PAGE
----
There are good reasons in this life to doubt, to be of little faith, and good reasons to be afraid. Many people in our world face the future with uncertainty and fear the unexpected, the unknown. Many people in our world live with the effects of the harm others have done them or the harm they have done others. Many people in our world suffer the effects of violence and insurrection, the loss of homes and livelihoods, the breakdown of familiar landmarks and the loss of civilisation, the suffering and death of children and parents, relations and friends.
Into the reality of this fear and suffering, we hear the words of Jesus. Do not be afraid. The Jesus who speaks these words to us today speaks with authority. He has faced his own fear. ‘Father, let this cup pass me by. Yet not my will but yours be done.’ This is the apparently defeated and dejected Jesus who was betrayed and denied, flogged and mocked, nailed to the Cross. This is the Jesus who experienced so powerfully not only his physical suffering but also the spiritual agony of separation from his loving Father, who cried out on the Cross, ‘My God, my God, why hast thou forsaken me?’ This same Jesus, who suffered and died, is the Jesus whose resurrection from the dead we celebrate today.
There may be good reasons for fear. And the fear reaction in humans and other creatures exists to protect us. But Jesus says to us, Do not be afraid. His Beloved Disciple was later to acknowledge the one thing that can and does drive away fear. ‘God is love, and those who abide in love abide in God, and God abides in them. Love has been perfected among us in this: that we may have boldness on the day of judgement, because as he is, so are we in this world. There is no fear in love, but perfect love casts out fear.’ [I John 4: 16-18]
Perfect love casts out fear. The only perfect love is God’s love, God’s love so intense, so powerful, so creative. God’s love for the creation and for humanity, the love that conquers sin and death, the love that brought back from the dead our Lord Jesus Christ: God’s love is what makes fear almost irrelevant, robs it of any real meaning.
In the Apostles’ Creed, which we say here every day and which expresses the basis of our faith, there is a clause not often discussed but I believe to be powerfully meaningful. It comes after the familiar words about Jesus Christ, that he ‘Suffered under Pontius Pilate; was crucified, dead and buried.’ These are the words: ‘He descended into hell.’ The Creed goes on to express what we celebrate today: ‘The third day he rose again from the dead.’ He descended into hell. That speaks of what happened during the time between Jesus’ death on the Cross and his Resurrection. He descended into hell. The power of those words is that the sin and death that seem so often to have the ultimate victory and which cast such a long and terrifying shadow over so many lives are themselves defeated. Jesus can go with his offer of salvation even to the lost souls of every time, those sunk in sin and overwhelmed with grief. The death of our Lord Jesus Christ on the Cross, a victory confirmed by his glorious Resurrection, offers new life and fresh hope to everyone.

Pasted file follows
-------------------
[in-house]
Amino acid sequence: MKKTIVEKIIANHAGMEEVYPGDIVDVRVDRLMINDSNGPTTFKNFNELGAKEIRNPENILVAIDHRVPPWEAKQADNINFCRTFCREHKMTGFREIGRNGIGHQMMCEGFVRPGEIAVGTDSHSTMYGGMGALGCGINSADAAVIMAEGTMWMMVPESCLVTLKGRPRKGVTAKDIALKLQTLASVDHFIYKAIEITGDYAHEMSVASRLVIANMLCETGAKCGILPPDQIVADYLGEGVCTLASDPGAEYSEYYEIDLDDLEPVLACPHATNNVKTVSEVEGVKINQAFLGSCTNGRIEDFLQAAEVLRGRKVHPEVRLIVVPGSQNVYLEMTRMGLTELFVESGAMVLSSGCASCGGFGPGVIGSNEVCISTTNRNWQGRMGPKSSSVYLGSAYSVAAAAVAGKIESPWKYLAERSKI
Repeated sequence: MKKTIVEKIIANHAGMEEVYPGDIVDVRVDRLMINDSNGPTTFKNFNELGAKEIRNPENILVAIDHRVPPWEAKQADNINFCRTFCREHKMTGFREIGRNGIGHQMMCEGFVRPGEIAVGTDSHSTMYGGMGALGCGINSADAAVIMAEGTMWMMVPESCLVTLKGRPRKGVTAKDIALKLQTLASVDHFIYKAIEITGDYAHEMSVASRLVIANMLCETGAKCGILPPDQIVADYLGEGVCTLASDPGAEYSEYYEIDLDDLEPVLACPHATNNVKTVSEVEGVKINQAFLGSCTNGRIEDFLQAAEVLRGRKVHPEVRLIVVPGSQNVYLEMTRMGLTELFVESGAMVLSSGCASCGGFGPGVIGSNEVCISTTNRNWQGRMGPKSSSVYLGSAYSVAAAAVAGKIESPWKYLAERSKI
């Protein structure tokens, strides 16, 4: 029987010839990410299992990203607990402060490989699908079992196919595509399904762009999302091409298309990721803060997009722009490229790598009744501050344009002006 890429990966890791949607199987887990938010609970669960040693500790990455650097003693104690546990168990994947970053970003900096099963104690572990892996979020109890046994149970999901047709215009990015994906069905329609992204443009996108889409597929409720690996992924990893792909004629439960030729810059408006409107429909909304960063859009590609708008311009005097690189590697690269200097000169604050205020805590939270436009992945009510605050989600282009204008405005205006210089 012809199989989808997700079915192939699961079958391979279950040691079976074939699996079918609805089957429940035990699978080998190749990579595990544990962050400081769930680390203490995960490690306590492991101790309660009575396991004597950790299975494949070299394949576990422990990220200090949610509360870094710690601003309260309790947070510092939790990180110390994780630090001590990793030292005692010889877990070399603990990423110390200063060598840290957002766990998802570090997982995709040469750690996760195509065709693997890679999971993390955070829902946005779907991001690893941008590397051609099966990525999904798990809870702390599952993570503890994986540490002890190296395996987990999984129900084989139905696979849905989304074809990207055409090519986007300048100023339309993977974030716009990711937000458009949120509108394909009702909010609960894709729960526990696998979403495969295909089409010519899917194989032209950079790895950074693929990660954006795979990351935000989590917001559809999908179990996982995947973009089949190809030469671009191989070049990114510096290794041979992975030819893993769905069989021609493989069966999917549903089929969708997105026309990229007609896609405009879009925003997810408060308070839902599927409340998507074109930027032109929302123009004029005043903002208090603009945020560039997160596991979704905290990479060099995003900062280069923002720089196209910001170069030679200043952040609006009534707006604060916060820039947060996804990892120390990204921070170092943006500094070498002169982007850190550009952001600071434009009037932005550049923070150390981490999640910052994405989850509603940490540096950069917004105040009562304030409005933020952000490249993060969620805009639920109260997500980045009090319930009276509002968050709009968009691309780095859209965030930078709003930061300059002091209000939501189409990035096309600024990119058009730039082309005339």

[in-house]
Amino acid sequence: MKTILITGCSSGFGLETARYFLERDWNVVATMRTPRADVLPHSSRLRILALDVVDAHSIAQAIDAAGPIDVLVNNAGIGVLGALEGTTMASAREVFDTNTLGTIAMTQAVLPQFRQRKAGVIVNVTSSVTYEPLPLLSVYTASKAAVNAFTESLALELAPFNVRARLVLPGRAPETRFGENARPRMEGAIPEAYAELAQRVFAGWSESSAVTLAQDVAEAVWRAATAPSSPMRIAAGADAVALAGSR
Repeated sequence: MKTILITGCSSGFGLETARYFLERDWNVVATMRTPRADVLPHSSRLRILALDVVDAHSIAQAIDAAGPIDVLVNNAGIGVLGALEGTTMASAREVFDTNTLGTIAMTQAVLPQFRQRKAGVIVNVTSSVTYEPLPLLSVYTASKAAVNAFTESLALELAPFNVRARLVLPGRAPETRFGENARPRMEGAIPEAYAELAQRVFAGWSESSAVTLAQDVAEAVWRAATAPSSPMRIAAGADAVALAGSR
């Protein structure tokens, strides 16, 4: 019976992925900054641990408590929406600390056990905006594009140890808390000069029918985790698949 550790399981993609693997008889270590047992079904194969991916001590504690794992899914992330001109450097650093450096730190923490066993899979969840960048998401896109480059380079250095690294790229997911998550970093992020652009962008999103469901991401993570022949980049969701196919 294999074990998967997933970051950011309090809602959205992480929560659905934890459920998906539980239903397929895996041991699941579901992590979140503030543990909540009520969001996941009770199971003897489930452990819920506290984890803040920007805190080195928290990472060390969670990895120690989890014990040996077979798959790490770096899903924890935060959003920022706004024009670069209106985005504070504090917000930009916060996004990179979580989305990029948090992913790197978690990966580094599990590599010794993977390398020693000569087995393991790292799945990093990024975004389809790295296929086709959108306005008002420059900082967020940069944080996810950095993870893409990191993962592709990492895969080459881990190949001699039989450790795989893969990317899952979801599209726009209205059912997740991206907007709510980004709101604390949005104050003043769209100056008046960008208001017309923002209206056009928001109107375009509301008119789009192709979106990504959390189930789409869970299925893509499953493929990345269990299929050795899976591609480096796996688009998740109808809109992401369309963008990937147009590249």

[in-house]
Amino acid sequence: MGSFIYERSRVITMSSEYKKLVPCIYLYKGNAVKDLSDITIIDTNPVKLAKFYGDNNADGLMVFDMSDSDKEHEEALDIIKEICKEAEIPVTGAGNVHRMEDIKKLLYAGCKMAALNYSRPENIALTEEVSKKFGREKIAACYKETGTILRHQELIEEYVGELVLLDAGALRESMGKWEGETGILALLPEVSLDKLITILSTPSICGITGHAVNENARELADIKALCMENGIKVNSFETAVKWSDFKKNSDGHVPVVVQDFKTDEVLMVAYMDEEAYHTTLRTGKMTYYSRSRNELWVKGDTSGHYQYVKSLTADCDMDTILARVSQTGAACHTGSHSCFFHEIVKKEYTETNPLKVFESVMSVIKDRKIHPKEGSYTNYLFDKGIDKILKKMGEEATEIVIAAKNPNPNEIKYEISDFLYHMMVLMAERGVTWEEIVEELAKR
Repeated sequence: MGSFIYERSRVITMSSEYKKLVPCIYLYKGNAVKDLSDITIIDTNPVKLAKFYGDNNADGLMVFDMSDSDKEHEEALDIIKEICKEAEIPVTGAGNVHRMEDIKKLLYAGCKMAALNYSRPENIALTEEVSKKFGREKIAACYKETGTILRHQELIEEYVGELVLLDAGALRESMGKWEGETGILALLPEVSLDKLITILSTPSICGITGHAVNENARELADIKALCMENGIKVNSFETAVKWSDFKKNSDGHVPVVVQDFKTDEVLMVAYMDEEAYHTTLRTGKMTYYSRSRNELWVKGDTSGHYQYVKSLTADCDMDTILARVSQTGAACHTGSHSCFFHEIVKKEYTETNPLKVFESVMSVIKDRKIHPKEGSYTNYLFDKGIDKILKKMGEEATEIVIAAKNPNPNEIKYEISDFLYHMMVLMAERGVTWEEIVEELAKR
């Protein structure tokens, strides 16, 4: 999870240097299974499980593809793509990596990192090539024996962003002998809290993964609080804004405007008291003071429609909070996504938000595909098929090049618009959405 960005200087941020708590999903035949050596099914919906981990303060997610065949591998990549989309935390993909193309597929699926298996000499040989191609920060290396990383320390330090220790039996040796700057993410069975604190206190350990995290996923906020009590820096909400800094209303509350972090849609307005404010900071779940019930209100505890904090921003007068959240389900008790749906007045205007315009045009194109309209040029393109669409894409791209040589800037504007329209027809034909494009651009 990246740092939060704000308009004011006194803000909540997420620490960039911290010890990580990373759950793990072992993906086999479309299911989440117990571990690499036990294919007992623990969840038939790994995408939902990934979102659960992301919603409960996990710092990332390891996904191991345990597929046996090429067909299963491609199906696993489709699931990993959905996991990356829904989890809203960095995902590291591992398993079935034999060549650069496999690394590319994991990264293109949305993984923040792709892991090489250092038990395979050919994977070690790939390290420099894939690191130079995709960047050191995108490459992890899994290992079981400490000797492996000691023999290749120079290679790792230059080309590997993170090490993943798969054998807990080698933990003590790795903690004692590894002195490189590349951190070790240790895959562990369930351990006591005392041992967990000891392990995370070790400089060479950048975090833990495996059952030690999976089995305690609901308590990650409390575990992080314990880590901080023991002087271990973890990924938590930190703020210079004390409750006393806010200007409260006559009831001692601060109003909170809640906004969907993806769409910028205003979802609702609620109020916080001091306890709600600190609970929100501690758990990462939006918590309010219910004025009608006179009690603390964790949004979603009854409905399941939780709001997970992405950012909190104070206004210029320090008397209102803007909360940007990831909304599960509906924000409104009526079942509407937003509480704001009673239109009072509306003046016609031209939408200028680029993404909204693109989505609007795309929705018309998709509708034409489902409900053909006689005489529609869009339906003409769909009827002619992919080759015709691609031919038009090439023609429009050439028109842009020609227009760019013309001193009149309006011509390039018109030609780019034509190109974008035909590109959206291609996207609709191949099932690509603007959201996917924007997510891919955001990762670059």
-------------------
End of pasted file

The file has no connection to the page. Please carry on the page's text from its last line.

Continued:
It took a little time, but in the power of the Holy Spirit, that raggedy little band of people who had locked themselves away fearing for their lives became the ones who risked everything, even death itself, to proclaim to the whole world that their beloved Lord and Saviour was truly alive. Were it not for them and the power of what they proclaimed, we would not be here. We would never have heard the Good News. Thank God for the raggedy and fearful band; may God bless us and empower us too, however raggedy and fearful we each may feel, to believe and trust in the love of God that conquers everything.
Hear these words of St Paul.
I am convinced that neither death, nor life, nor angels, nor rulers, nor things present, nor things to come, nor powers, nor height, nor depth, nor anything else in all creation, will be able to separate us from the love of God in Christ Jesus our Lord. [Romans 8: 38-39]
Do not be afraid. Alleluia, Christ is risen. He is risen indeed, Alleluia!